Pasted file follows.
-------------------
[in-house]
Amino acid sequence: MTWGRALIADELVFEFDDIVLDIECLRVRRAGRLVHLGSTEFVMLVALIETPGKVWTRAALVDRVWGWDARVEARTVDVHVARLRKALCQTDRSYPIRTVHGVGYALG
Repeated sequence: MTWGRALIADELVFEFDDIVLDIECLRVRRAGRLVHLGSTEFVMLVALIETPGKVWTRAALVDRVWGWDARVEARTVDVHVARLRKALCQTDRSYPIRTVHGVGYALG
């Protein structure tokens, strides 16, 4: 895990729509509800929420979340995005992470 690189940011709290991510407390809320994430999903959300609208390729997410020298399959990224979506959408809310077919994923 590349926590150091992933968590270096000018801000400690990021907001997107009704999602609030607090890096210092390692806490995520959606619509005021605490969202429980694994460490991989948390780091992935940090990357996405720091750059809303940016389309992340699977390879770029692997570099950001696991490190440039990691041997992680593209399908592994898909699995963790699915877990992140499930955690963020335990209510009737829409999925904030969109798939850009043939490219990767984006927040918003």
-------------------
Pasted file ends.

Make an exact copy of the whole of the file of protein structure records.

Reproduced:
[in-house]
Amino acid sequence: MTWGRALIADELVFEFDDIVLDIECLRVRRAGRLVHLGSTEFVMLVALIETPGKVWTRAALVDRVWGWDARVEARTVDVHVARLRKALCQTDRSYPIRTVHGVGYALG
Repeated sequence: MTWGRALIADELVFEFDDIVLDIECLRVRRAGRLVHLGSTEFVMLVALIETPGKVWTRAALVDRVWGWDARVEARTVDVHVARLRKALCQTDRSYPIRTVHGVGYALG
């Protein structure tokens, strides 16, 4: 895990729509509800929420979340995005992470 690189940011709290991510407390809320994430999903959300609208390729997410020298399959990224979506959408809310077919994923 590349926590150091992933968590270096000018801000400690990021907001997107009704999602609030607090890096210092390692806490995520959606619509005021605490969202429980694994460490991989948390780091992935940090990357996405720091750059809303940016389309992340699977390879770029692997570099950001696991490190440039990691041997992680593209399908592994898909699995963790699915877990992140499930955690963020335990209510009737829409999925904030969109798939850009043939490219990767984006927040918003």